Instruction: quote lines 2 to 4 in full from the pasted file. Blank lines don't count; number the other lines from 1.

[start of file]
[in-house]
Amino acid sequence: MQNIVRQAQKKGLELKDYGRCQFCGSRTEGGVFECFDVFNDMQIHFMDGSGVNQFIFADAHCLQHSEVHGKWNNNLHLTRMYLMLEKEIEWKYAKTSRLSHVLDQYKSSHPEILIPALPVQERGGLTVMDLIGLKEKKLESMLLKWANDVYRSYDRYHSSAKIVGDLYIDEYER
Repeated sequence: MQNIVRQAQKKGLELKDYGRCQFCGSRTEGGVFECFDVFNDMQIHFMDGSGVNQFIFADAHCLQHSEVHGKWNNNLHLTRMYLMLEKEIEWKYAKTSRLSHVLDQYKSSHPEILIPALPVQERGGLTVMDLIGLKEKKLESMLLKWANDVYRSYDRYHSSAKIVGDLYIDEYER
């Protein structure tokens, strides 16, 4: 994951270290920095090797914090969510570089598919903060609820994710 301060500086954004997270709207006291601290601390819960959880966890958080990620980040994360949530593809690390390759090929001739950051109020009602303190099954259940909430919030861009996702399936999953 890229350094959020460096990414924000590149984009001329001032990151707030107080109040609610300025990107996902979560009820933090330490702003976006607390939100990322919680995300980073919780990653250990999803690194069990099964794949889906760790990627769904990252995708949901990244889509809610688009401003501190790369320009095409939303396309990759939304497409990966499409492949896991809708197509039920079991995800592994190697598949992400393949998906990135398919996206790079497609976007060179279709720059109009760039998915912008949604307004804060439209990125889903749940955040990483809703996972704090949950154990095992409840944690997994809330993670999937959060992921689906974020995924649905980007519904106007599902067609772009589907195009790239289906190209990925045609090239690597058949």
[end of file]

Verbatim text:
Amino acid sequence: MQNIVRQAQKKGLELKDYGRCQFCGSRTEGGVFECFDVFNDMQIHFMDGSGVNQFIFADAHCLQHSEVHGKWNNNLHLTRMYLMLEKEIEWKYAKTSRLSHVLDQYKSSHPEILIPALPVQERGGLTVMDLIGLKEKKLESMLLKWANDVYRSYDRYHSSAKIVGDLYIDEYER
Repeated sequence: MQNIVRQAQKKGLELKDYGRCQFCGSRTEGGVFECFDVFNDMQIHFMDGSGVNQFIFADAHCLQHSEVHGKWNNNLHLTRMYLMLEKEIEWKYAKTSRLSHVLDQYKSSHPEILIPALPVQERGGLTVMDLIGLKEKKLESMLLKWANDVYRSYDRYHSSAKIVGDLYIDEYER
């Protein structure tokens, strides 16, 4: 994951270290920095090797914090969510570089598919903060609820994710 301060500086954004997270709207006291601290601390819960959880966890958080990620980040994360949530593809690390390759090929001739950051109020009602303190099954259940909430919030861009996702399936999953 890229350094959020460096990414924000590149984009001329001032990151707030107080109040609610300025990107996902979560009820933090330490702003976006607390939100990322919680995300980073919780990653250990999803690194069990099964794949889906760790990627769904990252995708949901990244889509809610688009401003501190790369320009095409939303396309990759939304497409990966499409492949896991809708197509039920079991995800592994190697598949992400393949998906990135398919996206790079497609976007060179279709720059109009760039998915912008949604307004804060439209990125889903749940955040990483809703996972704090949950154990095992409840944690997994809330993670999937959060992921689906974020995924649905980007519904106007599902067609772009589907195009790239289906190209990925045609090239690597058949």